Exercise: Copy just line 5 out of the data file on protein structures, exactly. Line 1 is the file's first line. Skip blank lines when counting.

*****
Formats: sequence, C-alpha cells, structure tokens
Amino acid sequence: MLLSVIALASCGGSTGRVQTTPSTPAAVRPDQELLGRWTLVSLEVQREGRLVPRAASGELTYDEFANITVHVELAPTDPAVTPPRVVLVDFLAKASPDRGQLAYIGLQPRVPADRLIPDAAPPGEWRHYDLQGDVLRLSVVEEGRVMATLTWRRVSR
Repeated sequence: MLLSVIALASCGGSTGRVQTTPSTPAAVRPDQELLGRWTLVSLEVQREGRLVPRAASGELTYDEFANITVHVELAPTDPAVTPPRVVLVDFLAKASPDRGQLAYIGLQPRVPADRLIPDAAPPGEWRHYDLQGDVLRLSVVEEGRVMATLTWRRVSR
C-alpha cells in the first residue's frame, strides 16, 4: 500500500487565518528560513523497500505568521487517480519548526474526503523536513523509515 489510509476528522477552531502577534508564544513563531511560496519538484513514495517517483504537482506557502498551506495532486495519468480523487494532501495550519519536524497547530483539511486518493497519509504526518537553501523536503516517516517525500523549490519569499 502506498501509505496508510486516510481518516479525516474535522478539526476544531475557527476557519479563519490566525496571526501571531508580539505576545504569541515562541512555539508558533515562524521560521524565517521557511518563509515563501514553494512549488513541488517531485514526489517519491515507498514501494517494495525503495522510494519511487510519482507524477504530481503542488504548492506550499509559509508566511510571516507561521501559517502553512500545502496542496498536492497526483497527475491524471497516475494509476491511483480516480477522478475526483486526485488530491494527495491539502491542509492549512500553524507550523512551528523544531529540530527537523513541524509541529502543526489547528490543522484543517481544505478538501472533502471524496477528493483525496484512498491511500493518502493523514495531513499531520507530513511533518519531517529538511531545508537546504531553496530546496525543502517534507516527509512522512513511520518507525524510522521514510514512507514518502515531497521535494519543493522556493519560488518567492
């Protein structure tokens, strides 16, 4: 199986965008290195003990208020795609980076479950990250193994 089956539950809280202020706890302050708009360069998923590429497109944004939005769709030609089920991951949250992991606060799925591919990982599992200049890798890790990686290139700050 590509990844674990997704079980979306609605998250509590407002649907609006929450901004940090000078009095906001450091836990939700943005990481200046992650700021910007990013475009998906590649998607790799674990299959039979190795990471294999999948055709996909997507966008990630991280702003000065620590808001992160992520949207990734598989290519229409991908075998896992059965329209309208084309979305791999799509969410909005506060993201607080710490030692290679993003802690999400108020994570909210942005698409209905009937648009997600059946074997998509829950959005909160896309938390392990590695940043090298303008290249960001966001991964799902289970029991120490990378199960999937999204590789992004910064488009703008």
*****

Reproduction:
């Protein structure tokens, strides 16, 4: 199986965008290195003990208020795609980076479950990250193994 089956539950809280202020706890302050708009360069998923590429497109944004939005769709030609089920991951949250992991606060799925591919990982599992200049890798890790990686290139700050 590509990844674990997704079980979306609605998250509590407002649907609006929450901004940090000078009095906001450091836990939700943005990481200046992650700021910007990013475009998906590649998607790799674990299959039979190795990471294999999948055709996909997507966008990630991280702003000065620590808001992160992520949207990734598989290519229409991908075998896992059965329209309208084309979305791999799509969410909005506060993201607080710490030692290679993003802690999400108020994570909210942005698409209905009937648009997600059946074997998509829950959005909160896309938390392990590695940043090298303008290249960001966001991964799902289970029991120490990378199960999937999204590789992004910064488009703008």